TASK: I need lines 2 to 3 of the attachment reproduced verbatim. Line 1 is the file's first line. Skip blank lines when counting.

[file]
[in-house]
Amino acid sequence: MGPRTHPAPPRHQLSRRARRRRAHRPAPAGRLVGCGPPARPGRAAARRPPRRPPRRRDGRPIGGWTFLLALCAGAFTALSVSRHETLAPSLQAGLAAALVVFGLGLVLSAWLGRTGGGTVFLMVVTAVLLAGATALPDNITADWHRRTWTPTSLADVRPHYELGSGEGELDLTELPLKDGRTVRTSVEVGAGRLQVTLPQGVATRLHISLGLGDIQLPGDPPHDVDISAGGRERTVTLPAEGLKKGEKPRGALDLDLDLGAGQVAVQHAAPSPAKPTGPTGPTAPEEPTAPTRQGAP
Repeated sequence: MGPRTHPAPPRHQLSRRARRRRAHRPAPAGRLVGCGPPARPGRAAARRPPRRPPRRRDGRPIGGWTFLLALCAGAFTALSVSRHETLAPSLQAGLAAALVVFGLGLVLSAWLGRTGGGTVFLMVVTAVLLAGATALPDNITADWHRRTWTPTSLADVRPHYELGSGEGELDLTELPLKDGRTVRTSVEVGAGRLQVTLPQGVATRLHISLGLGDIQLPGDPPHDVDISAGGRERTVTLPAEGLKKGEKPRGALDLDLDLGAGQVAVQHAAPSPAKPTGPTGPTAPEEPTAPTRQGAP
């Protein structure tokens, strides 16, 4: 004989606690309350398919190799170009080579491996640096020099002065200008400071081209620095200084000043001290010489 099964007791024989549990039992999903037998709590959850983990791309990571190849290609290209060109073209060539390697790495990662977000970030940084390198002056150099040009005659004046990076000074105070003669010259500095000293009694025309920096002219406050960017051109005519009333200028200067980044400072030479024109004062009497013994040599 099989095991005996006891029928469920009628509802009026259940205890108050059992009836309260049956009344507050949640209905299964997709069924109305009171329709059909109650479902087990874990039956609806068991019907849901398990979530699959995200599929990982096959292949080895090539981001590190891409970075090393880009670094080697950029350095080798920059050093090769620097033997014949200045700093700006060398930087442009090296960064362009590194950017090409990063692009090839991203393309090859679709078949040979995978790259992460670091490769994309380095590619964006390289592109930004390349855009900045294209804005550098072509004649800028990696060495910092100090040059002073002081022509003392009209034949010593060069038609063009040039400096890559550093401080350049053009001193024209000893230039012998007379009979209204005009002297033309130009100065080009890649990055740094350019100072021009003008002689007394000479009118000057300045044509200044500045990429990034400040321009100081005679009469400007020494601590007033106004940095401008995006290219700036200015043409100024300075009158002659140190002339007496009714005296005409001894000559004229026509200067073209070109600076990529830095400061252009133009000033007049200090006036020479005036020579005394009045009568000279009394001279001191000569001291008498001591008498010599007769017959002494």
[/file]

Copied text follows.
Amino acid sequence: MGPRTHPAPPRHQLSRRARRRRAHRPAPAGRLVGCGPPARPGRAAARRPPRRPPRRRDGRPIGGWTFLLALCAGAFTALSVSRHETLAPSLQAGLAAALVVFGLGLVLSAWLGRTGGGTVFLMVVTAVLLAGATALPDNITADWHRRTWTPTSLADVRPHYELGSGEGELDLTELPLKDGRTVRTSVEVGAGRLQVTLPQGVATRLHISLGLGDIQLPGDPPHDVDISAGGRERTVTLPAEGLKKGEKPRGALDLDLDLGAGQVAVQHAAPSPAKPTGPTGPTAPEEPTAPTRQGAP
Repeated sequence: MGPRTHPAPPRHQLSRRARRRRAHRPAPAGRLVGCGPPARPGRAAARRPPRRPPRRRDGRPIGGWTFLLALCAGAFTALSVSRHETLAPSLQAGLAAALVVFGLGLVLSAWLGRTGGGTVFLMVVTAVLLAGATALPDNITADWHRRTWTPTSLADVRPHYELGSGEGELDLTELPLKDGRTVRTSVEVGAGRLQVTLPQGVATRLHISLGLGDIQLPGDPPHDVDISAGGRERTVTLPAEGLKKGEKPRGALDLDLDLGAGQVAVQHAAPSPAKPTGPTGPTAPEEPTAPTRQGAP